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The quest of a scientist
The search of truth is the foundation of the professional development of a researcher, either on matters of galaxies, stars, new planets and physical forces, or matters of the human body and diseases. Unfortunately, on the road for the search of truth, some researchers may feel tempted to follow another path, which ends in scientific misconduct. Yes, it sound contradictory, but this is mainly what has been going on since the beginnings of scientific research.
A case of scientific fraud
Just a few months back, a research group working at the RIKEN Center for Developmental Biology, based in Japan, published the results of years of experiments that seemed to be ground-breaking: they were able to turn mature cells into stem cells by using a very simple chemical procedure.
Some of you may not be aware of stem cell research, but it is a big deal.
The problem with stem cells is that they have to be obtained from human embryos and this is a very difficult issue to address, ethically and technically speaking. One of the alternatives for this situation is to develop a technique that allows scientists to reverse the maturation process of a cell and convert already mature cells into stem cells. Mature cells would be easier to obtain and their use wouldn't cause as many ethical issues as stem cells work do. The impact of this would be huge of course, especially because stem cells could be used to treat diseases where cell death or lose of function is the main problem.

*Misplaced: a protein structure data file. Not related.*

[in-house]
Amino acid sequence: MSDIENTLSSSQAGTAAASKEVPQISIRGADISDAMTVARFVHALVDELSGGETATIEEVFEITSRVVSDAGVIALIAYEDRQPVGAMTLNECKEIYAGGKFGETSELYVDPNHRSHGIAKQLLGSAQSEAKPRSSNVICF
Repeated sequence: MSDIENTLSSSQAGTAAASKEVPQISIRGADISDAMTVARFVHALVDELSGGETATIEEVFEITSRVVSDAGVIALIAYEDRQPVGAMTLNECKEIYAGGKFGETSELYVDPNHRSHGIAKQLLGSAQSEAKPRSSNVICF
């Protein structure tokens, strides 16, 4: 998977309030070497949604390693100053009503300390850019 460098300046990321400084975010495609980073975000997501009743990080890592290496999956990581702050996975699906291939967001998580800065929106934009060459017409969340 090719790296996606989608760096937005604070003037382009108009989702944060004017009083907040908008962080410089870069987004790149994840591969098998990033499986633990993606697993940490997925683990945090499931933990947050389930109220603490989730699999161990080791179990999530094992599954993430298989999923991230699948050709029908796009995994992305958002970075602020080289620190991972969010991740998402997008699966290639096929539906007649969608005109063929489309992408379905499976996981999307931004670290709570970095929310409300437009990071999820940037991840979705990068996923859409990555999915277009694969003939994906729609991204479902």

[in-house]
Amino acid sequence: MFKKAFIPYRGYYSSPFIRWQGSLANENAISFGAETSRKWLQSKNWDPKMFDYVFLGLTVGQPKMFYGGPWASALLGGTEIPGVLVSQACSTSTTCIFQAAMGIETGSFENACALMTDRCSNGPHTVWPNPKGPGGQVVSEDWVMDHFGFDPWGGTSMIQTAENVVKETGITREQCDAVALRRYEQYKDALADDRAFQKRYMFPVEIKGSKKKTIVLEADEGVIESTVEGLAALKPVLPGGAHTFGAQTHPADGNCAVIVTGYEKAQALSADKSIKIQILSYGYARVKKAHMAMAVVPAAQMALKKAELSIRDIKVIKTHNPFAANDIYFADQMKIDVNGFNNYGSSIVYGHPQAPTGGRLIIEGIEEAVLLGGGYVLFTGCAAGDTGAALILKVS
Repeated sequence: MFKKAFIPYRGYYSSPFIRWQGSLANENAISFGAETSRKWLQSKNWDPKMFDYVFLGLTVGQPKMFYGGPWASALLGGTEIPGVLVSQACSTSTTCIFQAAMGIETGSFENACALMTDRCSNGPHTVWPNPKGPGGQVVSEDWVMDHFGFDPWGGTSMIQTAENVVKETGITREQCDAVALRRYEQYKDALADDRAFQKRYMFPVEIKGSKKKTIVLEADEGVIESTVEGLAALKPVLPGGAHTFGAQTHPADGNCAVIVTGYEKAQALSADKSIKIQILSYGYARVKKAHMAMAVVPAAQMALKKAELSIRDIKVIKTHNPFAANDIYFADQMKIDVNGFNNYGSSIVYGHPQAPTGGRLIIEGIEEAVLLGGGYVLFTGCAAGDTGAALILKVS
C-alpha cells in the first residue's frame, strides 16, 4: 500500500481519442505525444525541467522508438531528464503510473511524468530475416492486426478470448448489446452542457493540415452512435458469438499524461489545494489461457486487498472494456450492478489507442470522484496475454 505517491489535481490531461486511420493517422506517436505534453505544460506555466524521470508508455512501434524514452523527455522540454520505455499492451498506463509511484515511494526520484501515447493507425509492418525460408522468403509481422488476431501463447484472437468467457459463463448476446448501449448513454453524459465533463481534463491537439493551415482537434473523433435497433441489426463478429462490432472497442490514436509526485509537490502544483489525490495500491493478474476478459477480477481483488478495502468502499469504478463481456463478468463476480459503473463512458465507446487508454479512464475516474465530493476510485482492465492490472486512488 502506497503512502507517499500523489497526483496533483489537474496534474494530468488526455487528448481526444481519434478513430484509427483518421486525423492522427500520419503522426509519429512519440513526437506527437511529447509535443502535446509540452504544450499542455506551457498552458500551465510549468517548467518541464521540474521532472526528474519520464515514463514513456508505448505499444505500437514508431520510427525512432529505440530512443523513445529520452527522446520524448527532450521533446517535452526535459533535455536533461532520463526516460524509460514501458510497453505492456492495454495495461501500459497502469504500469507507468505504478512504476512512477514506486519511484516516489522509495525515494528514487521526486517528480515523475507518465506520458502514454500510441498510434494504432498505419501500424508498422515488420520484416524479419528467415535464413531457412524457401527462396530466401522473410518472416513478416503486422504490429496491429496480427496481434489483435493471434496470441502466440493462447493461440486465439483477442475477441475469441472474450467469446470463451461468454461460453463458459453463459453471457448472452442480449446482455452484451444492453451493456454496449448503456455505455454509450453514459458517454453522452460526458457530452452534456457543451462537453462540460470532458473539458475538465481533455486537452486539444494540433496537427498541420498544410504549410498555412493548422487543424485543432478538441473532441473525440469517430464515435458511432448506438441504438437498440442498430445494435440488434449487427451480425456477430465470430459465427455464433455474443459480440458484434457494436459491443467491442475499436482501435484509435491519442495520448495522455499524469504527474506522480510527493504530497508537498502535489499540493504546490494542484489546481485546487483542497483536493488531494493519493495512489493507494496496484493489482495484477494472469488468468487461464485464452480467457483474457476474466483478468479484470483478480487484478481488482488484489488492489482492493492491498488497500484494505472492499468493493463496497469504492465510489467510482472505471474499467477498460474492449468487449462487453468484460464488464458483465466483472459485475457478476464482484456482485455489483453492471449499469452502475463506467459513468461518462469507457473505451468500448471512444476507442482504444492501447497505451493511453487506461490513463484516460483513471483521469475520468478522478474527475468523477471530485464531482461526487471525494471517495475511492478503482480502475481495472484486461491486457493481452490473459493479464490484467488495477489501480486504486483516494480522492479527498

Scientists could eventually replace damaged cells with stem cells originated from mature ones.
The research group published all their data in one of the most important, if not the most important, journal in Natural Sciences: Nature. The problem started when other groups tried to reproduce the same experiments in their own labs and did not succeed. Did this mean that the results were made up? That everything that was published in one of the top journals, was a lie?
These type of situations happen more often than you would imagine. You would wonder then, why would researcher fall into scientific misconduct? Wouldn't it mean to risk, not just years of work, but also your reputation and that of the whole research group? I believe that there is absolutely no valid reason that can excuse the modification or invention of experimental data, however, I can also think of many reasons why Dr. Obokata, the leader of the research team at the RIKEN Institute, and other many more researchers before her (because there are many reported cases of scientific fraud before this one), could commit scientific fraud.